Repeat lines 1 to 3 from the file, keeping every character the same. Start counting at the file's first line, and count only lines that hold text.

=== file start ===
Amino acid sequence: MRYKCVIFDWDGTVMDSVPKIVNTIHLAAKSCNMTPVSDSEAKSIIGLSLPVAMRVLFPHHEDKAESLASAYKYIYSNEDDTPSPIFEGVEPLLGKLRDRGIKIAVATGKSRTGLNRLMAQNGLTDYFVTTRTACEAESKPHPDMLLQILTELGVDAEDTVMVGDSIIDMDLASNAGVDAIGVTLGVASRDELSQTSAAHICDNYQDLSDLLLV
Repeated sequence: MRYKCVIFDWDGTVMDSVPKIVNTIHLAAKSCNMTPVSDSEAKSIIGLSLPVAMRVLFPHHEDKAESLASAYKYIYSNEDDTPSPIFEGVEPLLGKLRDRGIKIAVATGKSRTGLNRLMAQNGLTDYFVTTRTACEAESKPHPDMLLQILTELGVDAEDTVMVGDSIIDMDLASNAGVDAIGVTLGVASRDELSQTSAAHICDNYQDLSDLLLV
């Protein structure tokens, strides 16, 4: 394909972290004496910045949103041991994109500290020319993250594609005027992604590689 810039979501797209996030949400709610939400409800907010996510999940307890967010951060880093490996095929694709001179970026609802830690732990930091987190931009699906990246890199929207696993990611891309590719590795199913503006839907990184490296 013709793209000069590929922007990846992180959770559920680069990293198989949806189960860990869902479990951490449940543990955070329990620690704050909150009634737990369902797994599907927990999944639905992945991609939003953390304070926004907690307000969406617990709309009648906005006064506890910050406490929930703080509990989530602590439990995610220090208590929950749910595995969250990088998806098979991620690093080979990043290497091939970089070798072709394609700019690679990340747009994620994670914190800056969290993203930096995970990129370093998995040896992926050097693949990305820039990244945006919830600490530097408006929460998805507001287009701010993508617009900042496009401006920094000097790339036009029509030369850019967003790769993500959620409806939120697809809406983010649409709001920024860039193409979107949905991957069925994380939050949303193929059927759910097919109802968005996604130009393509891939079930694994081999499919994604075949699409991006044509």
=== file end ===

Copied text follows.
Amino acid sequence: MRYKCVIFDWDGTVMDSVPKIVNTIHLAAKSCNMTPVSDSEAKSIIGLSLPVAMRVLFPHHEDKAESLASAYKYIYSNEDDTPSPIFEGVEPLLGKLRDRGIKIAVATGKSRTGLNRLMAQNGLTDYFVTTRTACEAESKPHPDMLLQILTELGVDAEDTVMVGDSIIDMDLASNAGVDAIGVTLGVASRDELSQTSAAHICDNYQDLSDLLLV
Repeated sequence: MRYKCVIFDWDGTVMDSVPKIVNTIHLAAKSCNMTPVSDSEAKSIIGLSLPVAMRVLFPHHEDKAESLASAYKYIYSNEDDTPSPIFEGVEPLLGKLRDRGIKIAVATGKSRTGLNRLMAQNGLTDYFVTTRTACEAESKPHPDMLLQILTELGVDAEDTVMVGDSIIDMDLASNAGVDAIGVTLGVASRDELSQTSAAHICDNYQDLSDLLLV
């Protein structure tokens, strides 16, 4: 394909972290004496910045949103041991994109500290020319993250594609005027992604590689 810039979501797209996030949400709610939400409800907010996510999940307890967010951060880093490996095929694709001179970026609802830690732990930091987190931009699906990246890199929207696993990611891309590719590795199913503006839907990184490296 013709793209000069590929922007990846992180959770559920680069990293198989949806189960860990869902479990951490449940543990955070329990620690704050909150009634737990369902797994599907927990999944639905992945991609939003953390304070926004907690307000969406617990709309009648906005006064506890910050406490929930703080509990989530602590439990995610220090208590929950749910595995969250990088998806098979991620690093080979990043290497091939970089070798072709394609700019690679990340747009994620994670914190800056969290993203930096995970990129370093998995040896992926050097693949990305820039990244945006919830600490530097408006929460998805507001287009701010993508617009900042496009401006920094000097790339036009029509030369850019967003790769993500959620409806939120697809809406983010649409709001920024860039193409979107949905991957069925994380939050949303193929059927759910097919109802968005996604130009393509891939079930694994081999499919994604075949699409991006044509």